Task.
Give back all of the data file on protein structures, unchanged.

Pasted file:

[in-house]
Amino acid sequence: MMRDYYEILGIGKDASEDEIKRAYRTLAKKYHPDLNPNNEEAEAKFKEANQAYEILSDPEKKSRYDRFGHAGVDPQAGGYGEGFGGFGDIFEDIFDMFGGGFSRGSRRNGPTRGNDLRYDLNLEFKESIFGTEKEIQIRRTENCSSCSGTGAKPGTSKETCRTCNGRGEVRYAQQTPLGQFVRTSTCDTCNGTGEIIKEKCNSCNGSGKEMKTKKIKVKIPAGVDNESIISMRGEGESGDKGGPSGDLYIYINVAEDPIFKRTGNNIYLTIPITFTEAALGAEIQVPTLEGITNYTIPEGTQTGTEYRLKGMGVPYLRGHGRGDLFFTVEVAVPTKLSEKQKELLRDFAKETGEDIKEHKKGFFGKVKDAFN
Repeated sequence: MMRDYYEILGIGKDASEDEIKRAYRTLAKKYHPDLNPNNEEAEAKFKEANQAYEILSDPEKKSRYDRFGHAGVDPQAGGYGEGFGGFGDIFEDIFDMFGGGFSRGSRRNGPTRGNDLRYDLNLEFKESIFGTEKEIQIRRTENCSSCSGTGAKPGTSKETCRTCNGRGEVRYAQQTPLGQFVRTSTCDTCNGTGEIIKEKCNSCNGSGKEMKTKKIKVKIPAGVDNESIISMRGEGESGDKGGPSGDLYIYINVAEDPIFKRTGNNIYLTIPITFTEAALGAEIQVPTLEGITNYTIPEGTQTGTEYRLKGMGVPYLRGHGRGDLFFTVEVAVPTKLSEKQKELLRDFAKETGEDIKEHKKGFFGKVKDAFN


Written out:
[in-house]
Amino acid sequence: MMRDYYEILGIGKDASEDEIKRAYRTLAKKYHPDLNPNNEEAEAKFKEANQAYEILSDPEKKSRYDRFGHAGVDPQAGGYGEGFGGFGDIFEDIFDMFGGGFSRGSRRNGPTRGNDLRYDLNLEFKESIFGTEKEIQIRRTENCSSCSGTGAKPGTSKETCRTCNGRGEVRYAQQTPLGQFVRTSTCDTCNGTGEIIKEKCNSCNGSGKEMKTKKIKVKIPAGVDNESIISMRGEGESGDKGGPSGDLYIYINVAEDPIFKRTGNNIYLTIPITFTEAALGAEIQVPTLEGITNYTIPEGTQTGTEYRLKGMGVPYLRGHGRGDLFFTVEVAVPTKLSEKQKELLRDFAKETGEDIKEHKKGFFGKVKDAFN
Repeated sequence: MMRDYYEILGIGKDASEDEIKRAYRTLAKKYHPDLNPNNEEAEAKFKEANQAYEILSDPEKKSRYDRFGHAGVDPQAGGYGEGFGGFGDIFEDIFDMFGGGFSRGSRRNGPTRGNDLRYDLNLEFKESIFGTEKEIQIRRTENCSSCSGTGAKPGTSKETCRTCNGRGEVRYAQQTPLGQFVRTSTCDTCNGTGEIIKEKCNSCNGSGKEMKTKKIKVKIPAGVDNESIISMRGEGESGDKGGPSGDLYIYINVAEDPIFKRTGNNIYLTIPITFTEAALGAEIQVPTLEGITNYTIPEGTQTGTEYRLKGMGVPYLRGHGRGDLFFTVEVAVPTKLSEKQKELLRDFAKETGEDIKEHKKGFFGKVKDAFN